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A washed-up monkey, sex in a morgue, a severed arm at the end of a fishhook and other Carl Hiaasen capers make “Bad Monkey” his funniest novel in almost a decade.
Dr. Danielle Ofri delves into the ways doctors’ emotions can exert a strong influence on a case, particularly when it grows complicated, frustrating or unyielding.
Yale University has acquired a vast and renowned collection of English lawbooks and legal manuscripts assembled by the barrister Anthony Taussig.
“Sisterland,” a new novel from Curtis Sittenfeld, centers on identical twin sisters with psychic powers who have chosen contrasting lifestyles.
A book by Philip F. Napoli tells the stories of veterans, including a black soldier and his white comrades and a nurse who staged a hunger strike.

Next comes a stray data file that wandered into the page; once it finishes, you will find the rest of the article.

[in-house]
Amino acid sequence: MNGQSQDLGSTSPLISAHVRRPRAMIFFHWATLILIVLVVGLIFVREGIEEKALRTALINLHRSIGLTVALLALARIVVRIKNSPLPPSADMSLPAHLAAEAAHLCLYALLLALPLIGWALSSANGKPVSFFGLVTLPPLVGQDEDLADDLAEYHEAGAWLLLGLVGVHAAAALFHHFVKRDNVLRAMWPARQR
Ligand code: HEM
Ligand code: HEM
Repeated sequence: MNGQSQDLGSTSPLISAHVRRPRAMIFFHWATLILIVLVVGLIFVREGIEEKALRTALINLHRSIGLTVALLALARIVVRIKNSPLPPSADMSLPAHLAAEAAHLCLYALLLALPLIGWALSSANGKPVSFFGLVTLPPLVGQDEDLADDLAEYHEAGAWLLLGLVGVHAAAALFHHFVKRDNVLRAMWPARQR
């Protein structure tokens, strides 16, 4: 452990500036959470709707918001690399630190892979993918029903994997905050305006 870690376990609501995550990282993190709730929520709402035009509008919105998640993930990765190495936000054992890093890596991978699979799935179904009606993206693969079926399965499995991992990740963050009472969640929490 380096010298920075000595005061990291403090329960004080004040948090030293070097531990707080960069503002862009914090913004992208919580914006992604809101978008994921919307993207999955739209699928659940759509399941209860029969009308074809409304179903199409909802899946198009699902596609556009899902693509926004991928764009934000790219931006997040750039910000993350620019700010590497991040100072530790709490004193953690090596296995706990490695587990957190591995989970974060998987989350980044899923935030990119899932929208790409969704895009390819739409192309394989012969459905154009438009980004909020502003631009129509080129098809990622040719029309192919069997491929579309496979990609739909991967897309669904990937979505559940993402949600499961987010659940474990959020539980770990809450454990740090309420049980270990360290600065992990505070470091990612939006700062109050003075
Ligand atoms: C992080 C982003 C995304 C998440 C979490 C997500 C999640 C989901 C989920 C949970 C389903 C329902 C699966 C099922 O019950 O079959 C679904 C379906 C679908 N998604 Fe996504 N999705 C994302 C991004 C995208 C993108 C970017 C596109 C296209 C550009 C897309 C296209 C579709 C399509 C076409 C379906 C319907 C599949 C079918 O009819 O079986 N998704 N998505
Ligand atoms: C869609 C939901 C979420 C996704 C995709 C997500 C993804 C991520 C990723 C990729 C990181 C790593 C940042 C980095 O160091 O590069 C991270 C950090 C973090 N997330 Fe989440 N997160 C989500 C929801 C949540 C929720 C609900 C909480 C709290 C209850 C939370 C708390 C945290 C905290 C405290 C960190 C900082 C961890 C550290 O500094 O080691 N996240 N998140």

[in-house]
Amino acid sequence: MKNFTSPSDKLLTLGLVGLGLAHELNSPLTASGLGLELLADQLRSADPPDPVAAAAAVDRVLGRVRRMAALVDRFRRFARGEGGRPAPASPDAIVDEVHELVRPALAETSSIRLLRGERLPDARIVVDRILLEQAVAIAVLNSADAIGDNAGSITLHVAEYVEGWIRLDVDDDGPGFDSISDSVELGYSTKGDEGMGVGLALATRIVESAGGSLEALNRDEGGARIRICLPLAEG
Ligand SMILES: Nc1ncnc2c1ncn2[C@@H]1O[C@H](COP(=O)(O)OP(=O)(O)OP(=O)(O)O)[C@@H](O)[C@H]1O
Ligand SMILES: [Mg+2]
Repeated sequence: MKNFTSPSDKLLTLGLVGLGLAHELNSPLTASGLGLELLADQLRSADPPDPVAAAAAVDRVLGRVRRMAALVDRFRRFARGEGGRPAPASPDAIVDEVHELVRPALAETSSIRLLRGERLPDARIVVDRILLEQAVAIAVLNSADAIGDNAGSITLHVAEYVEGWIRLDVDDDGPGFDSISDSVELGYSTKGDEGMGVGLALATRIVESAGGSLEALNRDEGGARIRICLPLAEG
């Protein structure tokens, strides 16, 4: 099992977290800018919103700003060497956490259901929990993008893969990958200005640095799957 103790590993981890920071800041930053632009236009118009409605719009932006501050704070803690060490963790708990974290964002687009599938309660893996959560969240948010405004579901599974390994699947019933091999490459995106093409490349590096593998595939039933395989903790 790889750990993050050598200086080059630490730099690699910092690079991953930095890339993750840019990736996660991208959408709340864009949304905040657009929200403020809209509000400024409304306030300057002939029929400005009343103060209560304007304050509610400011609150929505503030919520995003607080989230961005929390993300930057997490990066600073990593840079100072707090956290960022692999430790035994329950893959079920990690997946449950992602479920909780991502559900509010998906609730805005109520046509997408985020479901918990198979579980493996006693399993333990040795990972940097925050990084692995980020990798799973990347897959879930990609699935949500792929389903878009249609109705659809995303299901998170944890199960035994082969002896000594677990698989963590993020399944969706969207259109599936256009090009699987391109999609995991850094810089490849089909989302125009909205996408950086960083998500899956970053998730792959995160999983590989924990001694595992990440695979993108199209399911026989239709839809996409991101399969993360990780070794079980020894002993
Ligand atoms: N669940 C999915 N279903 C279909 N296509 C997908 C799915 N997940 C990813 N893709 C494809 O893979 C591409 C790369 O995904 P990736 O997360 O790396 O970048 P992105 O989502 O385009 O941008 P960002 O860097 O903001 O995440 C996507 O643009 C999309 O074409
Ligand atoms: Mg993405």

The agent Luke Janklow may be the last man having fun in the industry. You may have read about some of it in the tabloids.
“Indestructible Hulk,” written by Mark Waid and illustrated by Leinil Francis Yu, is at No. 9 on the hardcover list.
In this week’s video, A. O. Scott, David Carr and others discuss what they will be reading this summer.
New picture books about a fish and a snail that live in a book, the creator of a submarine, and more.
Carl Hiaasen’s “Bad Monkey” is another misadventure in the annals of greed and corruption in South Florida, “the Medicare-fraud capital of America.”
In Benjamin Percy’s novel, the misunderstood lycanthrope population is being persecuted. And they’re not going to take it anymore.
Colum McCann says that in writing about Frederick Douglass for his novel “TransAtlantic” (at No. 13 on the hardcover fiction list), he saw surprising parallels to President Obama.